Architecture Awards Reflect Changing Priorities
It’s award season for major architectural prizes: the American Institute of Architects’ (AIA) Gold Medal and the international Pritzker Architecture Prize. These are considered the highest honors for an architect. The goal of the Pritzker Prize is “to honor a living architect or architects whose built work demonstrates a combination of those qualities of talent, vision, and commitment, which has produced consistent and significant contributions to humanity and the built environment through the art of architecture.”
Typically, these recipients reflect the changing aesthetic and cultural direction of the times—from Le Corbusier and Kenzo Tange in the 1960s, to Fumihiko Maki and César Pelli in the 1990s, to Glenn Murcutt and Richard Rogers in the early 2000s, and, finally including some women with Robert Venturi and Denise Scott Brown, and Yvonne Farrell and Shelley McNamara, in the past decade. Each is well known for a body of work that has won numerous design awards and are must-see destinations for other architects.
But this year something changed, and for the better. The AIA Gold Medal went to Ed Mazria, FAIA, the founder of Architecture 2030. Ed’s talent, vision, and commitment have taken a different form, not because of his body of built work, but for his decades-long leadership in transforming the architectural profession to one that’s focused on the critical role of design in climate mitigation. This sends a powerful message that being a great architect is about much more than buildings: it’s about the impact of our work. It’s also a wonderful signal from the AIA that its commitment to climate action is real.
And then along came the recipients of the 2021 Pritzker Prize, French architects Anne Lacaton and Jean-Philipe Vassal. Their work defies the traditional definitions of design excellence. With a longstanding focus on passive design solutions, the two are committed to restorative architecture and a goal to (as quoted in the New York Times) “never demolish, never cut a tree, never take out a row of flowers.” What an amazing statement—the ultimate in “less is more”—and how wonderful that the Pritzker jurors recognized their importance at this pivotal time when transforming existing buildings and a focus on reducing embodied carbon is critical.
But wait, there’s more! The AIA also bestowed the coveted Architecture Firm Award this year to Moody Nolan Architects. Although many of the previous Firm Award winners are terrific, often with deeply sustainable projects, this year’s winner takes things to the next level. The largest African-American-owned firm in the country, Moody Nolan’s mantra is “diverse by design.” They bring a strong community-based approach to all of their work, and, in the words of Jonathan Moody, CEO, “Architecture is not about the building; it’s about all the things that buildings help bring together.” That’s a pretty radical thought for architects.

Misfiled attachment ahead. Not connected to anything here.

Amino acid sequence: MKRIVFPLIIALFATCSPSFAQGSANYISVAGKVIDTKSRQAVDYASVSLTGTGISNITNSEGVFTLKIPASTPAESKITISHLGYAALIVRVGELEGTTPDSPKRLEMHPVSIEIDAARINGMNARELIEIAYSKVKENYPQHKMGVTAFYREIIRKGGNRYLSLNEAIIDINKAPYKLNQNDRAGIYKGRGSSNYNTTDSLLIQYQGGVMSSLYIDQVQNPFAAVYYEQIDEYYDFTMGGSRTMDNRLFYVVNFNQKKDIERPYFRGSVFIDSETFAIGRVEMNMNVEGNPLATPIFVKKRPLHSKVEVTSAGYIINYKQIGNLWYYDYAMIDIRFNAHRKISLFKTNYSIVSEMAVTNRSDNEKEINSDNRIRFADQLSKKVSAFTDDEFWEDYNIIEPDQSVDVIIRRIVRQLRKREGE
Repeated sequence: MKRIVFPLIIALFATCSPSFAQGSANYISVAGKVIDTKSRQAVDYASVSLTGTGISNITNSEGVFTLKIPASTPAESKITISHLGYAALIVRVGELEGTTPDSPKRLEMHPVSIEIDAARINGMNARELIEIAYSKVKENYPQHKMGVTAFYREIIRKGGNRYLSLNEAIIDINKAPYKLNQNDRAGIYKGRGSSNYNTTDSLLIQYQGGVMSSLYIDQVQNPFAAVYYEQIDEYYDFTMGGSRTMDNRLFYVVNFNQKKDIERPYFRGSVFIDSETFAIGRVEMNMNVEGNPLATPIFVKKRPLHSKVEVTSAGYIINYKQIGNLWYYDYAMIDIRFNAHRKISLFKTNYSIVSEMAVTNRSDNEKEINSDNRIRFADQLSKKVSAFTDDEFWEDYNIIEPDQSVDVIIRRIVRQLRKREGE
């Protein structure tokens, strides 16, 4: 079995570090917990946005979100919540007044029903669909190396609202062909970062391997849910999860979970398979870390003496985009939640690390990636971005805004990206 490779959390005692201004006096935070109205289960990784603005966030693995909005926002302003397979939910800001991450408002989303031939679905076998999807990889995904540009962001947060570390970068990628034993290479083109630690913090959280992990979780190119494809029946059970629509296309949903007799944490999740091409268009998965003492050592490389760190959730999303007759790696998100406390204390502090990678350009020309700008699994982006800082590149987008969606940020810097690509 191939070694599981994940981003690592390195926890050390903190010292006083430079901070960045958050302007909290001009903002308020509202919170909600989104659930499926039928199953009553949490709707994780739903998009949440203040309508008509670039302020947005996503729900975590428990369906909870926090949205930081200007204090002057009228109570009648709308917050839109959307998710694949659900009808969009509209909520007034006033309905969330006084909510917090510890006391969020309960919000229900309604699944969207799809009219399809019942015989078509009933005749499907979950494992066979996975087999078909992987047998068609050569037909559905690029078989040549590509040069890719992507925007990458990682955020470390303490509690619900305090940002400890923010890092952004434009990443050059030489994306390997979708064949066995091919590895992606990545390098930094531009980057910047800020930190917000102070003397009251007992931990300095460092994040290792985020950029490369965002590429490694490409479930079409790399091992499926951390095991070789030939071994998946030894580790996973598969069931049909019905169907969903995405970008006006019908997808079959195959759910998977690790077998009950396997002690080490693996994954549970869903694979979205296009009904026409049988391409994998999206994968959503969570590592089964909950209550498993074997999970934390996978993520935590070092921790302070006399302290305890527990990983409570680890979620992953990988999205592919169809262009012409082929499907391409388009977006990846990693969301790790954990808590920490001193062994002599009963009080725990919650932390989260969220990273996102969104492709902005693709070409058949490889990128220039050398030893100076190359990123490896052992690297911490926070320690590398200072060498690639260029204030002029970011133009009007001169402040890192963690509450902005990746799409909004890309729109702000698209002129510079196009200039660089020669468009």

This trifecta of awards sends important signals within and outside the architecture industry. It’s a new time. A new set of much more important criteria that demonstrates the true potential of design to address real, vital problems. And there’s a new definition of design excellence for the next generation of architectural leaders to embrace, the ones that will have to deal with the challenges that previous architects, even Gold Medal and Pritzker award winners, are leaving behind.
Mary Ann Lazarus, FAIA, LEED Fellow, is a consultant with the firm of Cameron MacAllister Group, advisors to the design and construction professions. As a member of the CMG team, Lazarus works with design firms to integrate greater sustainability and resiliency outcomes throughout their practice. She also is an adjunct faculty and Sustainability Program Coordinator at Washington University in St. Louis.
Lazarus, M. (2021, May 3). Architecture Awards Reflect Changing Priorities. Retrieved from https://www.buildinggreen.com/op-ed/architecture-awards-reflect-changing-priorities